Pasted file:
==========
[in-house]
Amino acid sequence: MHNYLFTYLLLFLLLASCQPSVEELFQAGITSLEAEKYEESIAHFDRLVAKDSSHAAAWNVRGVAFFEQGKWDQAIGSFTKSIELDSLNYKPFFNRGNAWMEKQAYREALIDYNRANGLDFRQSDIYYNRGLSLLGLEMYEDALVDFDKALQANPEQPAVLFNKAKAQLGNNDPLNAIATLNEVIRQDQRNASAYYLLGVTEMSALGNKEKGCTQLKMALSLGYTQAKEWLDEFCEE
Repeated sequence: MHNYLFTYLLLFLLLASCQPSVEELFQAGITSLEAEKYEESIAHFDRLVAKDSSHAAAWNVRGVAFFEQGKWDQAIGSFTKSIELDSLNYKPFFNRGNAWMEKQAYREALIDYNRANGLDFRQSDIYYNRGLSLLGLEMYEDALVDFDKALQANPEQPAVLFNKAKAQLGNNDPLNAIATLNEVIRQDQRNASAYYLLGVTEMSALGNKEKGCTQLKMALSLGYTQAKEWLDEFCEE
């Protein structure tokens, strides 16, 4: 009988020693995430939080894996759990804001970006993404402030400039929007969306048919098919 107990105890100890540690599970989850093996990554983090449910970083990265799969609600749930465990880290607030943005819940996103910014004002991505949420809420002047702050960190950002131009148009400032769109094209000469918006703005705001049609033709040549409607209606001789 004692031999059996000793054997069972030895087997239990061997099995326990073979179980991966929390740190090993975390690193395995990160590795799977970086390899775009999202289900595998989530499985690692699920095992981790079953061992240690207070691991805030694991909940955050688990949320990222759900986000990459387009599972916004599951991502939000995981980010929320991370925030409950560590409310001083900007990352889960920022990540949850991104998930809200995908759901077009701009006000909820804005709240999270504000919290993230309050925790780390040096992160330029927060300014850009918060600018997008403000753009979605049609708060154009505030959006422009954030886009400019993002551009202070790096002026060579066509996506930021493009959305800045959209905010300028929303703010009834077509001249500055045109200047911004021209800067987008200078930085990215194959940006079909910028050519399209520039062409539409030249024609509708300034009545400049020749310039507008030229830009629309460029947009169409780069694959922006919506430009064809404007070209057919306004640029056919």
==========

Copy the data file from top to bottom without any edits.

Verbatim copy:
[in-house]
Amino acid sequence: MHNYLFTYLLLFLLLASCQPSVEELFQAGITSLEAEKYEESIAHFDRLVAKDSSHAAAWNVRGVAFFEQGKWDQAIGSFTKSIELDSLNYKPFFNRGNAWMEKQAYREALIDYNRANGLDFRQSDIYYNRGLSLLGLEMYEDALVDFDKALQANPEQPAVLFNKAKAQLGNNDPLNAIATLNEVIRQDQRNASAYYLLGVTEMSALGNKEKGCTQLKMALSLGYTQAKEWLDEFCEE
Repeated sequence: MHNYLFTYLLLFLLLASCQPSVEELFQAGITSLEAEKYEESIAHFDRLVAKDSSHAAAWNVRGVAFFEQGKWDQAIGSFTKSIELDSLNYKPFFNRGNAWMEKQAYREALIDYNRANGLDFRQSDIYYNRGLSLLGLEMYEDALVDFDKALQANPEQPAVLFNKAKAQLGNNDPLNAIATLNEVIRQDQRNASAYYLLGVTEMSALGNKEKGCTQLKMALSLGYTQAKEWLDEFCEE
């Protein structure tokens, strides 16, 4: 009988020693995430939080894996759990804001970006993404402030400039929007969306048919098919 107990105890100890540690599970989850093996990554983090449910970083990265799969609600749930465990880290607030943005819940996103910014004002991505949420809420002047702050960190950002131009148009400032769109094209000469918006703005705001049609033709040549409607209606001789 004692031999059996000793054997069972030895087997239990061997099995326990073979179980991966929390740190090993975390690193395995990160590795799977970086390899775009999202289900595998989530499985690692699920095992981790079953061992240690207070691991805030694991909940955050688990949320990222759900986000990459387009599972916004599951991502939000995981980010929320991370925030409950560590409310001083900007990352889960920022990540949850991104998930809200995908759901077009701009006000909820804005709240999270504000919290993230309050925790780390040096992160330029927060300014850009918060600018997008403000753009979605049609708060154009505030959006422009954030886009400019993002551009202070790096002026060579066509996506930021493009959305800045959209905010300028929303703010009834077509001249500055045109200047911004021209800067987008200078930085990215194959940006079909910028050519399209520039062409539409030249024609509708300034009545400049020749310039507008030229830009629309460029947009169409780069694959922006919506430009064809404007070209057919306004640029056919």